AFTER a two-month hiatus council tax demands will soon again hit the doormat.
These new bills may be frozen, but they nevertheless represent some of the highest charges seen in this country, coming at a time when many local residents are suffering serious deprivation.
Simply put: are these residents getting value for money and what popular measures are being initiated by Hastings Borough Council that help mitigate the high cost of local taxation?
To answer such questions we must put aside the inevitable grumbles about the ill-judged decimation of old Hastings (although it’s difficult to forget what happened to the Central Cricket Ground) and concentrate on the present.
There’s been the recent talk of opening up the countryside and the freedom to roam, together with the much-hyped approach to aggressive localism.
But are our councillors listening? Sadly not on the evidence, indeed somewhat perversely Hastings is running against these two strands of current national trend and thereby dragging residents along in a dark undertow.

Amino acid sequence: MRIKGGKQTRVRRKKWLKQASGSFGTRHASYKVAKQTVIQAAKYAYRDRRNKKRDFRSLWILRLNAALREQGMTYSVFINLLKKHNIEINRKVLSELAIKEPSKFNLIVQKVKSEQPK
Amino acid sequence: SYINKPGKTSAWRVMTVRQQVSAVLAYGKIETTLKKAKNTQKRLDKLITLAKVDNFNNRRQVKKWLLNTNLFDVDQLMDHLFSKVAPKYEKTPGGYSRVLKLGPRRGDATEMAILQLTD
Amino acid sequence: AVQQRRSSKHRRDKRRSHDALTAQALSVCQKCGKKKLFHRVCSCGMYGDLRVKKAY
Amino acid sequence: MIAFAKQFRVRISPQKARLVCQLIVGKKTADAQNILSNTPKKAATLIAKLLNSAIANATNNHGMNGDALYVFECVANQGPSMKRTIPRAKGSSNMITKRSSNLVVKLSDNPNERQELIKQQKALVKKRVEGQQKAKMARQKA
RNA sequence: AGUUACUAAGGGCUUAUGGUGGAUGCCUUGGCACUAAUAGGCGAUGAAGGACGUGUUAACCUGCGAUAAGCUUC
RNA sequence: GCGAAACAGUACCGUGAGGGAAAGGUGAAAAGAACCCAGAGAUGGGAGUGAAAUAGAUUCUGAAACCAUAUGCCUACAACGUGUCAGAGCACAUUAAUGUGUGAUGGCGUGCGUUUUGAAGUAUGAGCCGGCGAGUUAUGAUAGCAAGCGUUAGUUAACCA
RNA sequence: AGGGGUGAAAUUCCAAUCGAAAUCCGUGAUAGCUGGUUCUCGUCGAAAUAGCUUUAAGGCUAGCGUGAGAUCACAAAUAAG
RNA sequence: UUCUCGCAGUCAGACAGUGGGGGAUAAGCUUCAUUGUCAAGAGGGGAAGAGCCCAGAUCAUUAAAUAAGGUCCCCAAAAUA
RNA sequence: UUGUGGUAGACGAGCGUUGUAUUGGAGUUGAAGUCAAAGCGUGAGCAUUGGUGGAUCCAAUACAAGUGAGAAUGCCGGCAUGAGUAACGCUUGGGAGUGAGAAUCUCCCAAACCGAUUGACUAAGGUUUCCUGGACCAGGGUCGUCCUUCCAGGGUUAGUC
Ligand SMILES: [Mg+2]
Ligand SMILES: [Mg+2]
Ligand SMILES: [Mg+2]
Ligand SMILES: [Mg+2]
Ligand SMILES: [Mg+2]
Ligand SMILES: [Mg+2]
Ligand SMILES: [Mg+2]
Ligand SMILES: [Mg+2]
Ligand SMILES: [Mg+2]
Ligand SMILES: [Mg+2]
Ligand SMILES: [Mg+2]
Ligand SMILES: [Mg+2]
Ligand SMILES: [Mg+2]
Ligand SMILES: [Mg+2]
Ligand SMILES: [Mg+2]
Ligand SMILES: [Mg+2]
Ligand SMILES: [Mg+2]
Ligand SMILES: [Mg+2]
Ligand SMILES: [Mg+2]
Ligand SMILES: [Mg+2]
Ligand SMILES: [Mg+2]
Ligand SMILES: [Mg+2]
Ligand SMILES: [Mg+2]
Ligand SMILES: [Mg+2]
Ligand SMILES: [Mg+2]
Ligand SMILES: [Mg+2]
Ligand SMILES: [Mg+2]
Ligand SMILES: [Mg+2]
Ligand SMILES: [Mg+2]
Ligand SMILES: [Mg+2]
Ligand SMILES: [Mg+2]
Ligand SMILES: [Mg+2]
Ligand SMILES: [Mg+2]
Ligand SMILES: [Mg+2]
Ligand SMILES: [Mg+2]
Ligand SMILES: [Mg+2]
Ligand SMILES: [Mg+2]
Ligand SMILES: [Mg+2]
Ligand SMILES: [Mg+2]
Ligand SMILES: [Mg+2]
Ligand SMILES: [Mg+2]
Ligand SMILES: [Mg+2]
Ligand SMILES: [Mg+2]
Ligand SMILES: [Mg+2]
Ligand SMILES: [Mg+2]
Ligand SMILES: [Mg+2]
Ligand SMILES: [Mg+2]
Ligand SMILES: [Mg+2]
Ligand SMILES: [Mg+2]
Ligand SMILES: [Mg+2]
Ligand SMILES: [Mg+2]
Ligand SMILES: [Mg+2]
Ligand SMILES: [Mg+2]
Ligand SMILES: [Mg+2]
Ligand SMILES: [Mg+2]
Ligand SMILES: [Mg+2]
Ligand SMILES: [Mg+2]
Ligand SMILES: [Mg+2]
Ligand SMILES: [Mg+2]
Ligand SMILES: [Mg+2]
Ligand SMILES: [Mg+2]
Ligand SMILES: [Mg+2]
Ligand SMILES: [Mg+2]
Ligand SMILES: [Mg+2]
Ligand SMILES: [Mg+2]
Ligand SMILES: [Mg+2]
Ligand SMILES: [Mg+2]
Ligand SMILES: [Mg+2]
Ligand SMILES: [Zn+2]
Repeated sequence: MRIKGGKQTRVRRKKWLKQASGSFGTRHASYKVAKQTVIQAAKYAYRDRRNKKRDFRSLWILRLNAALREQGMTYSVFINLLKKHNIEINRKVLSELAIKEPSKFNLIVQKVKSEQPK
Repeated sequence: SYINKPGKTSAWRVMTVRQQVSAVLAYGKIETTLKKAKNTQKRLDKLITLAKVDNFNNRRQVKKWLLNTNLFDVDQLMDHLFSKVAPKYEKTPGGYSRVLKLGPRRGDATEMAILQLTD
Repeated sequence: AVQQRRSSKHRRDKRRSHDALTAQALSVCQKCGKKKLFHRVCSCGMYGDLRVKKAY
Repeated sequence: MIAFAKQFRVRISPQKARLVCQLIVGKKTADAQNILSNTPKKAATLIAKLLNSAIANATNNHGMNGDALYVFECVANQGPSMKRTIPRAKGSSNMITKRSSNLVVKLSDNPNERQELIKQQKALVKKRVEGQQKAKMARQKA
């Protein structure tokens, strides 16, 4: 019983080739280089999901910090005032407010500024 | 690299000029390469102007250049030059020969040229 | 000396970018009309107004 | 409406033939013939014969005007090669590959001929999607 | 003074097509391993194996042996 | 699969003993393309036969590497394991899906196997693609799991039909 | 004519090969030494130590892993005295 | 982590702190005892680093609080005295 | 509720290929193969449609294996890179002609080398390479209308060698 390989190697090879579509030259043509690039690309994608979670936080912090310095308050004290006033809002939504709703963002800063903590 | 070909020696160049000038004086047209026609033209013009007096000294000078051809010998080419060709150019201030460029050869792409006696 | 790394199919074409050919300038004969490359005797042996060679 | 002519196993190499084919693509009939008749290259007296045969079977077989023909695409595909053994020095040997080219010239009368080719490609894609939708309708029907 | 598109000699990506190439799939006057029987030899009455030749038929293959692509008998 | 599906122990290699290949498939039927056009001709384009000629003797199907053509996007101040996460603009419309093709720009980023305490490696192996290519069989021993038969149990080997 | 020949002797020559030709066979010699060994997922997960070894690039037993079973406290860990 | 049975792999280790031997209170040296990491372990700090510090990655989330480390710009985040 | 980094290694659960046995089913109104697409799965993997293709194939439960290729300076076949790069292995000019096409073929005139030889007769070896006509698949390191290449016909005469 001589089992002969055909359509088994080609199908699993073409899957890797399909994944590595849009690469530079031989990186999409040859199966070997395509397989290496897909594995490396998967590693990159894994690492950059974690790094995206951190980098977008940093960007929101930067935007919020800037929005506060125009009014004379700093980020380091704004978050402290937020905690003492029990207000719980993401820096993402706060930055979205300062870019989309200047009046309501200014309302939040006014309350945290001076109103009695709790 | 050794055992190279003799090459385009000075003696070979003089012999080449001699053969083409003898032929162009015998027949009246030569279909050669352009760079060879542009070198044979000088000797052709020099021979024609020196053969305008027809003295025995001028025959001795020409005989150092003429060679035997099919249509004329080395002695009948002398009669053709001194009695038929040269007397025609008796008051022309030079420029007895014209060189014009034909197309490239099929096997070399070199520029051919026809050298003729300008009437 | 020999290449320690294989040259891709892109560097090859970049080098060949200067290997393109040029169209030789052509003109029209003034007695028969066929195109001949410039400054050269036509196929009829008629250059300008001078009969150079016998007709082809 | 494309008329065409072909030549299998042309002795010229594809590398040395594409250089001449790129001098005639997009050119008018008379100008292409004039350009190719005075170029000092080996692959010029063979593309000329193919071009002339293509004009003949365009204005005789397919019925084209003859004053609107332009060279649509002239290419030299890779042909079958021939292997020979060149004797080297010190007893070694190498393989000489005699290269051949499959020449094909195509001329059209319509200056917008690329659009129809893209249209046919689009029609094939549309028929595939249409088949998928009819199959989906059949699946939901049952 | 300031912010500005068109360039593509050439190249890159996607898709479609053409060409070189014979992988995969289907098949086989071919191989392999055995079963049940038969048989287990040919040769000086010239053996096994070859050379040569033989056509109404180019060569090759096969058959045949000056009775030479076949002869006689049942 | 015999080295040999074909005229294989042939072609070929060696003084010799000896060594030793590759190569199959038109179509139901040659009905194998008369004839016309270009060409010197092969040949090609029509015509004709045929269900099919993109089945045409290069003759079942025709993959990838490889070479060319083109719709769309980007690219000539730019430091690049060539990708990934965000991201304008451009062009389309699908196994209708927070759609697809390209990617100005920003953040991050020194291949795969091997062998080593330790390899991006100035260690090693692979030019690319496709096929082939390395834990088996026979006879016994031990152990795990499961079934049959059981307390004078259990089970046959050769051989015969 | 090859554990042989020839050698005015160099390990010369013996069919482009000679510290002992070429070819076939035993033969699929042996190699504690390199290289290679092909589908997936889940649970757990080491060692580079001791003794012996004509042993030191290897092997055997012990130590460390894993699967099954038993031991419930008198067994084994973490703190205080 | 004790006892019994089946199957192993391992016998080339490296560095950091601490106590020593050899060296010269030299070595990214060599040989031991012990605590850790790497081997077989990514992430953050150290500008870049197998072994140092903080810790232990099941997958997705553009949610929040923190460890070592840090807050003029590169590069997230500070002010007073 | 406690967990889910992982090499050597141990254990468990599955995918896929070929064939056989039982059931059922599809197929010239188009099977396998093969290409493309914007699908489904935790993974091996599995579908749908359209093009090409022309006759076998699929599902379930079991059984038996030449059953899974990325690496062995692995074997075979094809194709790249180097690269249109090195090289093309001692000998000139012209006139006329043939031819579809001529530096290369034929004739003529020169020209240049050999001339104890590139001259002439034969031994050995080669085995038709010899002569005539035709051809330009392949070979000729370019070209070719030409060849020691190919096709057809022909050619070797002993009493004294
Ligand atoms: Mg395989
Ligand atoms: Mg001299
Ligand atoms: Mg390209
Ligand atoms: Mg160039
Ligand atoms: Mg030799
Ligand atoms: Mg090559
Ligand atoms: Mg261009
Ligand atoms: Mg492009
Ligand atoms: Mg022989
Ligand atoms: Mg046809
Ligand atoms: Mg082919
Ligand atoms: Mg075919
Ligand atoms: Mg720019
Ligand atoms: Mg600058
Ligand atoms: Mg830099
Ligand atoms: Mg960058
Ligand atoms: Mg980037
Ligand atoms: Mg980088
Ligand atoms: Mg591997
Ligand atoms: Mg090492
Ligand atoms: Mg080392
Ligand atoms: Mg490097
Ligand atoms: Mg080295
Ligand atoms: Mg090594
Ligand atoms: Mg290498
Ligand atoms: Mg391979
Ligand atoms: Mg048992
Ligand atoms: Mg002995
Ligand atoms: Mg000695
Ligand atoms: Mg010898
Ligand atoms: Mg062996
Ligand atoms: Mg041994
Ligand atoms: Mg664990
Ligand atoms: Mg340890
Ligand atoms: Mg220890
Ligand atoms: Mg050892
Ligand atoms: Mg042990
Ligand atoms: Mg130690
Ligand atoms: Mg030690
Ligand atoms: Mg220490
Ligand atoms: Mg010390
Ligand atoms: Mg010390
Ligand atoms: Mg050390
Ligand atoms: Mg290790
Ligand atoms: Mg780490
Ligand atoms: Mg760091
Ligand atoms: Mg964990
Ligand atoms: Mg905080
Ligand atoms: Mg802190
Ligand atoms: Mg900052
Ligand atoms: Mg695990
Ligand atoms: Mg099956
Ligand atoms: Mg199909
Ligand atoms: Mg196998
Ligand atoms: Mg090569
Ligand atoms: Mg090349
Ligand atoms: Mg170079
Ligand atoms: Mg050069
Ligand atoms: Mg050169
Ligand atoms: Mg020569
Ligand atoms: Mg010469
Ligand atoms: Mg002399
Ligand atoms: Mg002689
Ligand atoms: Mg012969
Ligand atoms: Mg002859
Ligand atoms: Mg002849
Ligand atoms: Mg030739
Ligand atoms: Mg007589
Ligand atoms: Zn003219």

Instead of supporting country walks much of the East Hill, the Firehills, and country park are covered in barbed-wire fencing with sections of the country park, once renowned for its outstanding natural beauty, having been transformed into a livestock farming area giving the visiting public a sense of being themselves corralled.
A decision to impose parking charges here is unlikely to increase the council’s popularity among hard-pressed taxpayers.
The barbecue and picnic site off Fairlight Road is almost surrounded by barbed-wire fencing where motorists face the novelty of paying to park and dog walkers are confronted by a herd of longhorn bulls that occupy newly-closed fields and once well-trodden footpaths.
Landowners may be delighted but none of this can have great voter appeal. Local decision making is not just out of touch, but is becoming increasingly remote and inaccessible to the general public with localism being kicked into the long grass.
As local powers are eroded councillors’ salaries and allowances appear on an ever upward curve.
Lower Park Road